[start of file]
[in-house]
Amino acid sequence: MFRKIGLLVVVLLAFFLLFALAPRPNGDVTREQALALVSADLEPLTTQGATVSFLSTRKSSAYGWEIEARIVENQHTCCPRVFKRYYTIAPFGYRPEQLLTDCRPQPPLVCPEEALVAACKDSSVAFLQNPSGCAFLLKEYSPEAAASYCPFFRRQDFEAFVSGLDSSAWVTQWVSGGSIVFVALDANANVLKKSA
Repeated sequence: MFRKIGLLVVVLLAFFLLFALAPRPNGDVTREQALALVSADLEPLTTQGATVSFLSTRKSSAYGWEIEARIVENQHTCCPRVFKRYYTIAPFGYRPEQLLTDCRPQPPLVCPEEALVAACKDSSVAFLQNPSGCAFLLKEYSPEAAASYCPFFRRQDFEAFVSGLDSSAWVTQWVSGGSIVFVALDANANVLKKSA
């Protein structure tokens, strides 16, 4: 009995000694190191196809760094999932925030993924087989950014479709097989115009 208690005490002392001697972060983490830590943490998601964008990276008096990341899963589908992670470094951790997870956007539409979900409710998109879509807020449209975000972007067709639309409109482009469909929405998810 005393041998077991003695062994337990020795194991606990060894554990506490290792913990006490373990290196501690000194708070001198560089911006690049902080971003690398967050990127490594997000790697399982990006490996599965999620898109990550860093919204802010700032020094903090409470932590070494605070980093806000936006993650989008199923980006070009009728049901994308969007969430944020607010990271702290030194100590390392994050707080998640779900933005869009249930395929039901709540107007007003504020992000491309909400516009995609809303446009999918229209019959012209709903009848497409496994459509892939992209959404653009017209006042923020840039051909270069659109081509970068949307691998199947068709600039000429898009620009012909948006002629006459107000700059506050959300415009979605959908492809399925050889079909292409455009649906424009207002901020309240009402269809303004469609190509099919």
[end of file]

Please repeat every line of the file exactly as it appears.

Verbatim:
[in-house]
Amino acid sequence: MFRKIGLLVVVLLAFFLLFALAPRPNGDVTREQALALVSADLEPLTTQGATVSFLSTRKSSAYGWEIEARIVENQHTCCPRVFKRYYTIAPFGYRPEQLLTDCRPQPPLVCPEEALVAACKDSSVAFLQNPSGCAFLLKEYSPEAAASYCPFFRRQDFEAFVSGLDSSAWVTQWVSGGSIVFVALDANANVLKKSA
Repeated sequence: MFRKIGLLVVVLLAFFLLFALAPRPNGDVTREQALALVSADLEPLTTQGATVSFLSTRKSSAYGWEIEARIVENQHTCCPRVFKRYYTIAPFGYRPEQLLTDCRPQPPLVCPEEALVAACKDSSVAFLQNPSGCAFLLKEYSPEAAASYCPFFRRQDFEAFVSGLDSSAWVTQWVSGGSIVFVALDANANVLKKSA
């Protein structure tokens, strides 16, 4: 009995000694190191196809760094999932925030993924087989950014479709097989115009 208690005490002392001697972060983490830590943490998601964008990276008096990341899963589908992670470094951790997870956007539409979900409710998109879509807020449209975000972007067709639309409109482009469909929405998810 005393041998077991003695062994337990020795194991606990060894554990506490290792913990006490373990290196501690000194708070001198560089911006690049902080971003690398967050990127490594997000790697399982990006490996599965999620898109990550860093919204802010700032020094903090409470932590070494605070980093806000936006993650989008199923980006070009009728049901994308969007969430944020607010990271702290030194100590390392994050707080998640779900933005869009249930395929039901709540107007007003504020992000491309909400516009995609809303446009999918229209019959012209709903009848497409496994459509892939992209959404653009017209006042923020840039051909270069659109081509970068949307691998199947068709600039000429898009620009012909948006002629006459107000700059506050959300415009979605959908492809399925050889079909292409455009649906424009207002901020309240009402269809303004469609190509099919």